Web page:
CHAPTER 4

4.0     Data Presentation and Analysis:

4.1     Findings from the Data Analysis:

 

 

CHAPTER 5

5.0     SUMMARY, RECOMMENDATION AND CONCLUSION:

5.1     Summary

5.2     Recommendations

5.3     Conclusion

WORKS CITED

 

 

 

 

 

 

 

 

 

 

 

 

 

 

 

CHAPTER 1

1.0     Introduction

One of the most important differences between man and animal is man’s ability to speak and make others understand him. Language is only possible because within each society, people agree to understand a particular pattern of sound in a particular way. For instance, all English speaking countries understand the meaning of the word ‘water’. According to Akindele and Adegbije, language is:

A human phenomenon that has form which can be described in terms of units of sound (phonemes), word, morphemes, phrases, sentences and paragraphs or discourse (1).

This definition shows that language has often been identified as the most unique attribute of man. It is through language that human beings grasp and understand reality and transmit it from one generation to another. This view is buttressed by Blakar who asserts that “we actually live and behave in a world of language” (4). Victoria Fromkin and Robert Rodman quoted Noam Chomoky as saying that:

When we study human language, we are approaching what some might call the human essence. The distributive qualities of mind that are so far as we know unique to man. (1).

Language, which Oyewo Yinka describe as “the medium or vehicle for conveying ideas, a system of arbitrary vocal symbol based on social cooperation; the totality of meaningful utterance in any given society” (15) is by far the most important means of human communication.

The effects of Nigerian Pidgin English on students is the focus of this research work. Pidgin has their different histories about language contact and subsequent borrowing and code-mixing. The origin of Nigerian pidgin can be traced to the contact which was established between multilingual coastal communities and Portuguese merchants, who were joined later by the Dutch and the English. Nigerian Pidgin English is in fact becoming very popular in the country, especially in the secondary schools and in the universities; even at public function as well as in the offices. It is a lingua franca for social integration among diverse ethnic groups in the country.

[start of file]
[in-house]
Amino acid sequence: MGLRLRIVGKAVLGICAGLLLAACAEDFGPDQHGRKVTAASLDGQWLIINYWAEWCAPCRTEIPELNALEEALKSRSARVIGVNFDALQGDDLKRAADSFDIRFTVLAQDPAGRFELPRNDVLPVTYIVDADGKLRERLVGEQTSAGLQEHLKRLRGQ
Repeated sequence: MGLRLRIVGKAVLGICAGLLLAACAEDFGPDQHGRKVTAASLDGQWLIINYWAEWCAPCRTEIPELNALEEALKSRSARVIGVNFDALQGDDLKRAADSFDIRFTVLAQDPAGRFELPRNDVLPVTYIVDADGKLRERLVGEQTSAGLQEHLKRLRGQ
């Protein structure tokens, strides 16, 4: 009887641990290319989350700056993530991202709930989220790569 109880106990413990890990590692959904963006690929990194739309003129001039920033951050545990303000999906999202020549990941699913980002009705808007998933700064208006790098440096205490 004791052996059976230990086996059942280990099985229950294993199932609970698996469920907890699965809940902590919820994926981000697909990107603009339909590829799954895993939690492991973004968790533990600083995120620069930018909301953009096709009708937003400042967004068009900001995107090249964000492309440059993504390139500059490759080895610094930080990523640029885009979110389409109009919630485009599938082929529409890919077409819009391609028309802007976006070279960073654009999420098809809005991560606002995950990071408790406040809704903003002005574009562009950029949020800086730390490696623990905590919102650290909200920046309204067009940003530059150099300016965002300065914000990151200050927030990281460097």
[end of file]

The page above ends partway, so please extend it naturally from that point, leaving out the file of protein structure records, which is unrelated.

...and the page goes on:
Nigerian Pidgin English has developed to the extent that it is utilized for literary communication. Some of the works which Nigerian pidgin is employed as a medium of expression are “Dis Nigeria Sef” a poem written by Ken Saro-Wiwa, No Food No Country a play by Tunde Fatunde, and Grip Am a play by Ola Rotimi; though some people consider it to be a low social status. Nigerian Pidgin has come to stay as the major lingua franca adopted for communication among the many different speakers in Nigeria. According to Jowitt:

The situation today is that pidgin flourishes as a medium of inter-ethnic communication, especially in the south, and especially in the large cities with many non-indigenous residents (Bendel, Benin, Port Harcourt, etc) or throughout States with small many ethnic groups…(13)

Nigerian Pidgin in this case is a situation where normal language pattern is altered, but generally accepted to convey meaning. The language does not only evolve but also has its origin from a mixture of other languages. Experiences have shown that among the students for which this work was conceived, Nigerian Pidgin English has gained a wider audience in all sectors of the economy, especially the educational sector.

 

1.1     Background to The Study:

The term pidgin is used to refer to a language which develops in a situation where speakers of different languages have a need to communicate but do not share a common language. Once a pidgin has emerged, it is generally learned as a second language and used for communication among people who speak differently.

Language is the most creative and unlimited instrument for social communication and it helps us to understand the deep seated social relevance, culture involvement and the human relatedness of language. Having said this, we can therefore agree that pidgin is a language of its own and not just a supplementary tongue as some people see it, since it serves as an unlimited instrument of social communication especially in a multilingual community as Caritas University.